Towels tested at ELS that were washed in detergent containing NPEs had very high levels of NPE in the towels (greater than 270,000 ppb). Even after three months of washing in NPE-free detergent, 20 to 30 percent of that NPE remained in the towel.

advertisement

Previous research has suggested that washing can remove NPE from cloth quickly in some cases but that NPE may also persist for a long time depending on conditions.

Unfortunately, just tossing the towels and buying new ones may not immediately solve your NPE problems either. A recent study by a UK environmental agency found new textiles also can have extremely high levels of NPE at purchase.

In fact, new cotton textiles had between 3,300 and 1.8 million ppb NPE. So if you buy new towels, expect to wash them a few times (in household detergent) before NPE levels drop. While it doesn’t seem like towels alone could cause a problem, it is the number one issue we have seen in farms that have struggled to reduce their bulk tank NPE.

NPEs may also be in your rubber or plastic parts. Equipment such as teat-dip drums and totes, sprayer lines and equipment may be contaminated with NPE. This NPE can be absorbed in the plastic or rubber and may leach back out when NPE-free product is introduced.

Other dairy equipment parts may also cause problems. Gaskets, inflations, hoses and basically anything rubber or plastic that comes in contact with milk, may retain NPE. Used gaskets tested for NPE ranged from 20,000 ppb to upward of 60,000 ppb, while new gaskets only contained trace amounts.

Expect to replace many of your rubber parts if you start out with high-bulk tank NPE numbers. If you have time to get your levels down, you may just stick to your regular replacement schedule; just don’t become frustrated when your test levels fall abruptly but you have difficulty getting to less than 10 ppb.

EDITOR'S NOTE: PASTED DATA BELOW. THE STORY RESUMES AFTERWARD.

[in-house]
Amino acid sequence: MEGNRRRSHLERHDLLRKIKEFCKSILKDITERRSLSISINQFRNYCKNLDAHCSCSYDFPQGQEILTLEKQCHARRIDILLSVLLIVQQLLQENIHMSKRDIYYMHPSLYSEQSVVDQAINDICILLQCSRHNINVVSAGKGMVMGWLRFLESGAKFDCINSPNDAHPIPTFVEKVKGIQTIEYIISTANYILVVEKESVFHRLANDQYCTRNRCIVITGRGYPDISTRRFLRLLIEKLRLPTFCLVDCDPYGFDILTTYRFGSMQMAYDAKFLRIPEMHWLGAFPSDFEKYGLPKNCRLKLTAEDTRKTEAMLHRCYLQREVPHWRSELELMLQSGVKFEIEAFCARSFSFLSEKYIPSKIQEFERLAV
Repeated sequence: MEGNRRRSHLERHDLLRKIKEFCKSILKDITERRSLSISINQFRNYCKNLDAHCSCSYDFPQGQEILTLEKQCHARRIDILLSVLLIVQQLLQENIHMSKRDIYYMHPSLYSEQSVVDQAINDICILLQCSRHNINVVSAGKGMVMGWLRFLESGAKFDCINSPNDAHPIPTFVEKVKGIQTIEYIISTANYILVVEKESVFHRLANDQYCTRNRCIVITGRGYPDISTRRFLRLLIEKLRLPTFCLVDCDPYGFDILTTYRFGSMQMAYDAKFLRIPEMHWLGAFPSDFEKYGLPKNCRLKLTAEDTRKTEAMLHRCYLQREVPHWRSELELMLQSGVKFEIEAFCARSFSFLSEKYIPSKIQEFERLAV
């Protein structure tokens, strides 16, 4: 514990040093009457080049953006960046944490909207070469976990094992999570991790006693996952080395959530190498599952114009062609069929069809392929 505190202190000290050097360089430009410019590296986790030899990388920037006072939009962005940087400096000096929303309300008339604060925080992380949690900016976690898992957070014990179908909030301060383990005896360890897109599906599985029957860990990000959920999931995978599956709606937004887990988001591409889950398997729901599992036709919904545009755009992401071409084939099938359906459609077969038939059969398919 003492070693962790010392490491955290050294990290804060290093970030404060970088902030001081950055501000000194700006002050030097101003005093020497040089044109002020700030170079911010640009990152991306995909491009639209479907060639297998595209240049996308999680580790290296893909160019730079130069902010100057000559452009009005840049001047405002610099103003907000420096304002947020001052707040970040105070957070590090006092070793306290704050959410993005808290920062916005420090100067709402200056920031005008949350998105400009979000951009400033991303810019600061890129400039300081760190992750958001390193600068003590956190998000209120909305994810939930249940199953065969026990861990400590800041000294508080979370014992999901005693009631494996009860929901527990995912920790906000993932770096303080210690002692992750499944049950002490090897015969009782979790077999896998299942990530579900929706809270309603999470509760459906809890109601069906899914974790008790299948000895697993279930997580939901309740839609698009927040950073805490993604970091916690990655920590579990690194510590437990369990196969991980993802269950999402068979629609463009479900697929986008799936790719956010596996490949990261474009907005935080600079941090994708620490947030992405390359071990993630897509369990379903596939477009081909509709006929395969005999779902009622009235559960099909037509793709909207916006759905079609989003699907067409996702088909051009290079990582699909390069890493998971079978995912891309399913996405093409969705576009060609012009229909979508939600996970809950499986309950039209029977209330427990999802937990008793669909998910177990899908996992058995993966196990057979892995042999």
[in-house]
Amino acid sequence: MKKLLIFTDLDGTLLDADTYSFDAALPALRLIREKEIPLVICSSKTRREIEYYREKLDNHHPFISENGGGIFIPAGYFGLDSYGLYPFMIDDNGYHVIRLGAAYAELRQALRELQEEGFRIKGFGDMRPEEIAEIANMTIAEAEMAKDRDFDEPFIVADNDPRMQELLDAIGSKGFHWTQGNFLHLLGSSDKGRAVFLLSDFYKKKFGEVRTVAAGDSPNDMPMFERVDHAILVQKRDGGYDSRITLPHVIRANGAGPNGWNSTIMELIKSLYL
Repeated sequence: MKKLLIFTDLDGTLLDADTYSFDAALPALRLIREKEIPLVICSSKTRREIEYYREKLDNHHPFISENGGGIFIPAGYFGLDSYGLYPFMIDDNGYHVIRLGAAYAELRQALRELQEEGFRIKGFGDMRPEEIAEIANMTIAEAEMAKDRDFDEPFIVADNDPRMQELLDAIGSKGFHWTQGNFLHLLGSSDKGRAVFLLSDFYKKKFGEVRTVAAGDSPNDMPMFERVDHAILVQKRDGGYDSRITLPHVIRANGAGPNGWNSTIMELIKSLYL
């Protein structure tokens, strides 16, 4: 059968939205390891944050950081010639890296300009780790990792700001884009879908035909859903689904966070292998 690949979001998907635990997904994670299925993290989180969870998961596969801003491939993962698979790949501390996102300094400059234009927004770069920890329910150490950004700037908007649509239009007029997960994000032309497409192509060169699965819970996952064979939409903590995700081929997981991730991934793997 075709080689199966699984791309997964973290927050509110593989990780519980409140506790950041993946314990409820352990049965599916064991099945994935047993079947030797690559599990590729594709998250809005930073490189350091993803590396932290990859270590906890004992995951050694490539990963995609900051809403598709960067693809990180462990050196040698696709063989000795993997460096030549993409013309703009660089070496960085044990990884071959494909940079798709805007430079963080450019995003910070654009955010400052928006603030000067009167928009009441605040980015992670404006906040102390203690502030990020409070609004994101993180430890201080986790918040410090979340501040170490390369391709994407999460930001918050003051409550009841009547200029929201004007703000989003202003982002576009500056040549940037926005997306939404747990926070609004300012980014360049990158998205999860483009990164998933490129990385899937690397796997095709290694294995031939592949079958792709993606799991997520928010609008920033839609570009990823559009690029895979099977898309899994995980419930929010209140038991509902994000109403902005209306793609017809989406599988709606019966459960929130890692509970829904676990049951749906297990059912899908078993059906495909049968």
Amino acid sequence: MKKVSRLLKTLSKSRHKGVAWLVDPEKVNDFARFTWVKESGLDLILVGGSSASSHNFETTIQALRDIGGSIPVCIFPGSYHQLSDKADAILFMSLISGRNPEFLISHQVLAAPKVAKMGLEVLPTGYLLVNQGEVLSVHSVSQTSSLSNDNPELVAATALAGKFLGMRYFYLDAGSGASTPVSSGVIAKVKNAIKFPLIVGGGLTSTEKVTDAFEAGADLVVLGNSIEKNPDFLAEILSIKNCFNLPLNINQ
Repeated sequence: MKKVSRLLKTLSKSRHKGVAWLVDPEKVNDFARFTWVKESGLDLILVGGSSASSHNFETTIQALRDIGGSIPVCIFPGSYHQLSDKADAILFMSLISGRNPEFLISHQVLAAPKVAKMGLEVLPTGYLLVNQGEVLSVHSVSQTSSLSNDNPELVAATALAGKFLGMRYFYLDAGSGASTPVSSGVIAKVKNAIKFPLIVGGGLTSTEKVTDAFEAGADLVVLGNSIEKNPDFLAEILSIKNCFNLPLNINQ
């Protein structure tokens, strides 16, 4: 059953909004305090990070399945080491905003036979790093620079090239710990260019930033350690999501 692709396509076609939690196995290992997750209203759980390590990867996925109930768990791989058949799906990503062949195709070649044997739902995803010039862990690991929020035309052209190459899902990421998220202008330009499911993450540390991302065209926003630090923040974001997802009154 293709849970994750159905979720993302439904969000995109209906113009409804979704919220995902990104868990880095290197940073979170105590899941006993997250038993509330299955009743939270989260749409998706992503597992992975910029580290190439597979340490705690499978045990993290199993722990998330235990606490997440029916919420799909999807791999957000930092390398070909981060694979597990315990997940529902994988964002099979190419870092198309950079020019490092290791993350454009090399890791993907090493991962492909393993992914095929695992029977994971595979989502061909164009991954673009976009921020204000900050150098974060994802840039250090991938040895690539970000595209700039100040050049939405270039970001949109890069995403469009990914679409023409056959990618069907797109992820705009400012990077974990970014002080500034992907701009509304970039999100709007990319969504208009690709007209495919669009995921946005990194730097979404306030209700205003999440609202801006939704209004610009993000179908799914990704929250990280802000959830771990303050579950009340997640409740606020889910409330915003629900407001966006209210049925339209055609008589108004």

It can be in your water. Surface waters are more likely to contain NPEs than deep wells. Surveys of municipal drinking water supplies commonly have shown trace levels of NPE; however, several dairies we have tested have had NPE levels well above the detectable limit. This NPE may get into the milk through washwater or ingestion by the cows.

While just switching teat dip has been enough for most facilities to eliminate NPEs, for some dairies it does take time for counts to come down. Bulk tank milk was tested from more than 230 dairies shipping to cooperatives trying to go NPE-free.

Some dairies were able to rapidly drop their bulk tank counts with several able to go from bulk tank values of more than 300 ppb to undetectable levels in as little as two weeks.

Others struggled to lower bulk tank concentrations. After 90 days of testing, 30 percent of dairies still had detectable NPE levels. Monthly testing was continued on the dairies, and by 180 days almost 90 percent were below 10 ppb.

As phasing out NPEs continues to become a necessity, be sure to consider all areas of your dairy for potential sources.  end mark

Hilary M. Sullivan is the laboratory operations manager with Eastern Lab Services. Email Hilary M. Sullivan.

 

LATEST BLOG

LATEST NEWS